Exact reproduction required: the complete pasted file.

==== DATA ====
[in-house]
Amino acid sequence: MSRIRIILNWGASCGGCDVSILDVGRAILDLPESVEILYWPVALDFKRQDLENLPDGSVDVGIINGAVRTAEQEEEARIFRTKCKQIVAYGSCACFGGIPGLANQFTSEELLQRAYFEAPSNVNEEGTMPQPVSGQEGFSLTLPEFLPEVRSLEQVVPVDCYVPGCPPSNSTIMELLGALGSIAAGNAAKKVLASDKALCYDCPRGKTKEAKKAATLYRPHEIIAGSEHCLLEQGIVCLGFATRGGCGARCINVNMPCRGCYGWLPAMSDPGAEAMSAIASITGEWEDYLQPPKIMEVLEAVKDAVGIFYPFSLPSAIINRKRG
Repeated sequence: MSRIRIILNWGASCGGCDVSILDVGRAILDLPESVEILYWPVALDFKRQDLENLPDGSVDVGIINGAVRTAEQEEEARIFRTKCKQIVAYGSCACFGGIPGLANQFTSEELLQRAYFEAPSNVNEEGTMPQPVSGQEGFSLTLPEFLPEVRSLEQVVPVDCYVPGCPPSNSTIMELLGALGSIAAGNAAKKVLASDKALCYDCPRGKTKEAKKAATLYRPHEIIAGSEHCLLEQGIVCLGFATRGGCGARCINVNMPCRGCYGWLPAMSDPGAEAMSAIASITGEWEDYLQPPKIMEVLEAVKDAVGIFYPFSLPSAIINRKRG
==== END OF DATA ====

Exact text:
[in-house]
Amino acid sequence: MSRIRIILNWGASCGGCDVSILDVGRAILDLPESVEILYWPVALDFKRQDLENLPDGSVDVGIINGAVRTAEQEEEARIFRTKCKQIVAYGSCACFGGIPGLANQFTSEELLQRAYFEAPSNVNEEGTMPQPVSGQEGFSLTLPEFLPEVRSLEQVVPVDCYVPGCPPSNSTIMELLGALGSIAAGNAAKKVLASDKALCYDCPRGKTKEAKKAATLYRPHEIIAGSEHCLLEQGIVCLGFATRGGCGARCINVNMPCRGCYGWLPAMSDPGAEAMSAIASITGEWEDYLQPPKIMEVLEAVKDAVGIFYPFSLPSAIINRKRG
Repeated sequence: MSRIRIILNWGASCGGCDVSILDVGRAILDLPESVEILYWPVALDFKRQDLENLPDGSVDVGIINGAVRTAEQEEEARIFRTKCKQIVAYGSCACFGGIPGLANQFTSEELLQRAYFEAPSNVNEEGTMPQPVSGQEGFSLTLPEFLPEVRSLEQVVPVDCYVPGCPPSNSTIMELLGALGSIAAGNAAKKVLASDKALCYDCPRGKTKEAKKAATLYRPHEIIAGSEHCLLEQGIVCLGFATRGGCGARCINVNMPCRGCYGWLPAMSDPGAEAMSAIASITGEWEDYLQPPKIMEVLEAVKDAVGIFYPFSLPSAIINRKRG